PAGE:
“Please Don’t Paint Our Planet Pink!: A Story for Children and their Adults” is a new children’s book by Gregg Kleiner about global warming. The idea is simple. Imagine if you could see CO2? In the book, it is imagined to be pink. The imagining takes the form of a quirky father, one imagines him to be an inventor of some sort, coming up with the idea of making goggles that would allow you to see CO2 as a pink gas. This is all described by the man’s patient but clearly all suffering son, who eventually dons the prototype goggles and sees for himself.
I read this to Huxley, age 5, and he loved it. He kept asking questions, and saying things like, “Is that true? Really?” I knew he would enjoy the book for its witty chatter and excellent illustrations, but frankly I did not expect him to be enthralled. He is fairly laid back when it comes to matters of science, nature, and for that matter, mathematics. He tends to absorb, then, later makes up song about it or comes up with difficult questions. His reaction was unique.
Bill McKibben’s reaction was pretty strong too. He is quoted as saying, “I’ve often wondered what would happen if CO2 were visible. Now I know!” … except he already knew. There would be pink everywhere. At the density of about 400ppm. More than the 350 value that gives his organization its name!
I had only one small problem with the book, and that is the description of what fossil fuels are. The majority of oil probably formed in aquatic, mainly marine, environments as the detritus of mostly small organisms and invertebrates, not dinosaurs and old trees like the book says. Coal is probably most plant matter, but boggy plants and detritus formed in low spots. And so on. Had I edited the book, I would have asked for a sentence or two to broaden the concept of where fossil fuels come from, and maybe a sentence or two to underscore the fact that the fossil fuels we use today were deposited in fits and starts of many tens of millions of years. The process of painting our planet pink over just several decades has released a huge percentage of that Carbon, mainly as CO2. It is like taking five years to fill up a glass of milk then spilling half of it on the sofa in one second. (A proper analogy for the targeted reading age for this great book.)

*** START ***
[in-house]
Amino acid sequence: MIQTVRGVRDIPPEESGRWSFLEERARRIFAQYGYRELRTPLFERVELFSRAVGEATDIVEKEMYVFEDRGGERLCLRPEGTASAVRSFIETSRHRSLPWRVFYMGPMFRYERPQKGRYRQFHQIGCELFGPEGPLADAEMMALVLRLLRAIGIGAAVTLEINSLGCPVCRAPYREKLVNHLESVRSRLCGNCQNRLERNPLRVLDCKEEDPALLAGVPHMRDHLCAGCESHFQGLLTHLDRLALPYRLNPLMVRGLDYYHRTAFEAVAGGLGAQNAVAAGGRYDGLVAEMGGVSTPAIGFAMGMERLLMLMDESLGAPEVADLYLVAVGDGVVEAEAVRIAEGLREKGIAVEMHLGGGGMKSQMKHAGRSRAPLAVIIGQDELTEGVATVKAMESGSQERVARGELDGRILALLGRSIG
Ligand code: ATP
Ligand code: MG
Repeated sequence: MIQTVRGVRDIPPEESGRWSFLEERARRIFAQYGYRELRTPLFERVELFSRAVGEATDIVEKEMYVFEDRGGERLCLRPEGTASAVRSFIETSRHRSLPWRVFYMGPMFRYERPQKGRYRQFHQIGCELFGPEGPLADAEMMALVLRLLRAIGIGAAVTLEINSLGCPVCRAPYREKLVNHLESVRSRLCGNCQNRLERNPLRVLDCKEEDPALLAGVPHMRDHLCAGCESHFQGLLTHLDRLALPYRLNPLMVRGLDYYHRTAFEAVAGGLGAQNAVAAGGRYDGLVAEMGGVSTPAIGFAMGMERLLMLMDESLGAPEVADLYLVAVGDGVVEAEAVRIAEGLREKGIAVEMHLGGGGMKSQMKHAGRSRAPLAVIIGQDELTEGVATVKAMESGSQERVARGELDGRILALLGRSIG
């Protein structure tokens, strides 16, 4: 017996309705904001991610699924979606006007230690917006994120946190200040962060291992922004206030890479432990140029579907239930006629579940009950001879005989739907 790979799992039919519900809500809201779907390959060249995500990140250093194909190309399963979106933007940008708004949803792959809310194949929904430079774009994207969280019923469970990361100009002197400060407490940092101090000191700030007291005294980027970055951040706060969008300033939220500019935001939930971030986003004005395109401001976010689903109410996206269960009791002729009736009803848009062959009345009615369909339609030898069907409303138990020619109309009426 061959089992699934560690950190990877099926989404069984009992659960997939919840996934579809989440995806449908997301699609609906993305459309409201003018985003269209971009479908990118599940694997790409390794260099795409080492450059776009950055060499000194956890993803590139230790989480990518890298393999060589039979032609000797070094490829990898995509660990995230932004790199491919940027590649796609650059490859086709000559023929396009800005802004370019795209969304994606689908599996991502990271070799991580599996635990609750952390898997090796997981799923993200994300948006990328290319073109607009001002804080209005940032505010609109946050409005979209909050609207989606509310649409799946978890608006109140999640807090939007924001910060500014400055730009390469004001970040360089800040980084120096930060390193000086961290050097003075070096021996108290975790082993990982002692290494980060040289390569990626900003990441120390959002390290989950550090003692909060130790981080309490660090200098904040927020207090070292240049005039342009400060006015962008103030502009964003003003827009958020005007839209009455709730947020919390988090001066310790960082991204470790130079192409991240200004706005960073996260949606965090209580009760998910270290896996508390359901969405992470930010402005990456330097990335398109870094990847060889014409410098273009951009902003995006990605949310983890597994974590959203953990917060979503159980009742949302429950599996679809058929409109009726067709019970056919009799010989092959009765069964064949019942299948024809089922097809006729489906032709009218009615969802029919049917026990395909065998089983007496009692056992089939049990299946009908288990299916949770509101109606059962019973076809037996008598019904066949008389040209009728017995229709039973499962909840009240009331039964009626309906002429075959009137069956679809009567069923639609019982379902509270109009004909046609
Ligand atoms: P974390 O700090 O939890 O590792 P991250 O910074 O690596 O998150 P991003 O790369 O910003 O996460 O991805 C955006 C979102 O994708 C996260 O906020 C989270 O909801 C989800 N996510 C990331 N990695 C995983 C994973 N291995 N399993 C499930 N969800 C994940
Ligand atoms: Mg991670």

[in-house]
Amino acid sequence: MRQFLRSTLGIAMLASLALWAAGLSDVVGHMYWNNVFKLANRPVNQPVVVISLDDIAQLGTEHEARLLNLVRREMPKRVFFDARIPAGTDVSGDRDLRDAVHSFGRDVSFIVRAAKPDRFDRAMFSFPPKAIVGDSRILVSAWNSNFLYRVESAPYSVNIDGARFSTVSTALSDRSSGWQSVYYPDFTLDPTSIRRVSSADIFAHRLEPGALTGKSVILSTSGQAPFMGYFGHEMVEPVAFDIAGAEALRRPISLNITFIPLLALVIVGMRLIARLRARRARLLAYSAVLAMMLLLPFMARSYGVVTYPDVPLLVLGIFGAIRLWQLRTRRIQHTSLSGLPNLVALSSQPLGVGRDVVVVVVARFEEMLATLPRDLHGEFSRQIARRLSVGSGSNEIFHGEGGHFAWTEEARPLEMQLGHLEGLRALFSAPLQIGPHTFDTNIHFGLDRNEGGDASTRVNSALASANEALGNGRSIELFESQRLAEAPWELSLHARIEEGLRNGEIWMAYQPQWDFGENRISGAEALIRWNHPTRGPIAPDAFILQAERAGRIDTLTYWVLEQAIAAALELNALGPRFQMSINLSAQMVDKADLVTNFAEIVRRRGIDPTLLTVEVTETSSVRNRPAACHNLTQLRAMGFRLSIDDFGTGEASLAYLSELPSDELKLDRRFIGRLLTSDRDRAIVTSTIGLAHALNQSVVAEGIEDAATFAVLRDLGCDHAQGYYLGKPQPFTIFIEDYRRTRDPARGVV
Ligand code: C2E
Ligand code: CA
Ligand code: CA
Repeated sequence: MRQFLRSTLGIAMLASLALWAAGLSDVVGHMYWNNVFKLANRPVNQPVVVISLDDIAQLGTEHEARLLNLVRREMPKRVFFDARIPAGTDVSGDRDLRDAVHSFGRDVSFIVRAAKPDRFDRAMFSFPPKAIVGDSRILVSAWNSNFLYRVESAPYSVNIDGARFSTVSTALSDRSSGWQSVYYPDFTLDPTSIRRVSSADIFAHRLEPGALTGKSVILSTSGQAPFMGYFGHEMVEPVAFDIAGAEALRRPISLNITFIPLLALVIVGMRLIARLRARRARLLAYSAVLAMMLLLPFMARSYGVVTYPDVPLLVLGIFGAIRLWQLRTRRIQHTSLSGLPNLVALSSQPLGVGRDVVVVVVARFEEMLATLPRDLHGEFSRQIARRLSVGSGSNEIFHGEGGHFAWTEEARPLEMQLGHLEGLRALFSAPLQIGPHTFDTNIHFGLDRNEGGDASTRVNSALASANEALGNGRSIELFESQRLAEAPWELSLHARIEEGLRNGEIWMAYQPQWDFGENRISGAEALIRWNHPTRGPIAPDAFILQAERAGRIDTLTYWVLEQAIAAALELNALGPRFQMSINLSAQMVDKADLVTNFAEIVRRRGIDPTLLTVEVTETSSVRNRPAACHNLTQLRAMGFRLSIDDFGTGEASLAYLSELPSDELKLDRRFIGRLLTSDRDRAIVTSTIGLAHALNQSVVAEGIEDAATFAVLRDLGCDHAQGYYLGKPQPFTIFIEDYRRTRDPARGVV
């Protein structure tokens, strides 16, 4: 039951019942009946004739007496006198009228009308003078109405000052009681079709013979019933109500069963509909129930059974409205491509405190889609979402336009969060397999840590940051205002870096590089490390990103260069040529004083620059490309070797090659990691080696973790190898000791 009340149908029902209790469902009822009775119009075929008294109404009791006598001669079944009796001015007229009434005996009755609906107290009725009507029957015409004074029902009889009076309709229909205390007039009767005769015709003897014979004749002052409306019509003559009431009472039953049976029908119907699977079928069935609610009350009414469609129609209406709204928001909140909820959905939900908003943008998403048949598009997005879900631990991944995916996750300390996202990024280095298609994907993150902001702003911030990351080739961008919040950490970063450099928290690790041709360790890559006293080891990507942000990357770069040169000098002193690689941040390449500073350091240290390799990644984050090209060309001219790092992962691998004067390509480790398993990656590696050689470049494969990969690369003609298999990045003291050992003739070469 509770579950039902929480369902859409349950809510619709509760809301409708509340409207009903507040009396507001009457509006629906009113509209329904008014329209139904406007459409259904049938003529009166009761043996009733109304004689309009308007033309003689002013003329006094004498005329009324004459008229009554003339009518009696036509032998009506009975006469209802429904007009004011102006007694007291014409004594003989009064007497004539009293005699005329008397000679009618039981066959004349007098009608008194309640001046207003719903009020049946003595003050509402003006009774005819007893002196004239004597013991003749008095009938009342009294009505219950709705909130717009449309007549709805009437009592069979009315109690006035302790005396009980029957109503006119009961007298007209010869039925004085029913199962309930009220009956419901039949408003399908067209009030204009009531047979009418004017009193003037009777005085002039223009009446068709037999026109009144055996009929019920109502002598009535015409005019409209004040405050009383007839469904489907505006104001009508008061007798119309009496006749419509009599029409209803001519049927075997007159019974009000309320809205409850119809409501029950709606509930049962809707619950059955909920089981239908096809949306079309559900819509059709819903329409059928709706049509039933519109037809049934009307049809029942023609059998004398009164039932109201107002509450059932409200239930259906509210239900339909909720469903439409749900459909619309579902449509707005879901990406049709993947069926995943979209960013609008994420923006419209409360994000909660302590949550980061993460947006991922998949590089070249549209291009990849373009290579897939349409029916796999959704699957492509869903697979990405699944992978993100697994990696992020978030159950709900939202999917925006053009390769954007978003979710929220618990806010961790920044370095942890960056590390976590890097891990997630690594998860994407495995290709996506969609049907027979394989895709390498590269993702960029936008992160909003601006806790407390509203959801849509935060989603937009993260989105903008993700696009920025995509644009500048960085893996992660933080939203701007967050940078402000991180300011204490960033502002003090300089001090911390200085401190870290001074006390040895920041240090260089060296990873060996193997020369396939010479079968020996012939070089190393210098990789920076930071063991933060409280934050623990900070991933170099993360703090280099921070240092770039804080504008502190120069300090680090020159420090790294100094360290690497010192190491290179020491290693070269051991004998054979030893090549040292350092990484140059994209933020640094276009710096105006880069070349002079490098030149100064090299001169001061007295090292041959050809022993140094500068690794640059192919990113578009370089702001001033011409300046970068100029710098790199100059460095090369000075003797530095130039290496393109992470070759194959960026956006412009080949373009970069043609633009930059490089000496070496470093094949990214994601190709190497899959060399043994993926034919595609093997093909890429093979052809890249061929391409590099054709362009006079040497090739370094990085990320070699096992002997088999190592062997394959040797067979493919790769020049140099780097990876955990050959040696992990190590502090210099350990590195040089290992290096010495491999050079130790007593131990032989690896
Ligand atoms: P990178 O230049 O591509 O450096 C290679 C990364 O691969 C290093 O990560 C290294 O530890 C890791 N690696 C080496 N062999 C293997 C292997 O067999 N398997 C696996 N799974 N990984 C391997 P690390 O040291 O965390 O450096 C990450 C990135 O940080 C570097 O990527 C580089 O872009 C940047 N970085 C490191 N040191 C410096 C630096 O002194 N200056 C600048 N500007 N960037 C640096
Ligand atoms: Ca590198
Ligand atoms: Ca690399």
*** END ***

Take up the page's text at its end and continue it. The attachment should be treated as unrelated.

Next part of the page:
People often ask me for a recommendation on a book about climate change for kids. This book is great for that purpose. It fits a wide range of ages, but primarily little kids and elementary school. This is not an explainer on global warming, but rather, a great story that gives a sense of the importance of climate change without totally freaking out the audience. The illustrations by Laurel Thomson are excellent.
Of you want to do something about climate change, buy a few copies and give them to your local school’s library (they probably call it a media center) or your local preschool. And your kid, of course. Or to your annoying climate denying cousin’s kids. That would be good.
Gregg Kleiner also wrote Where River Turns to Sky.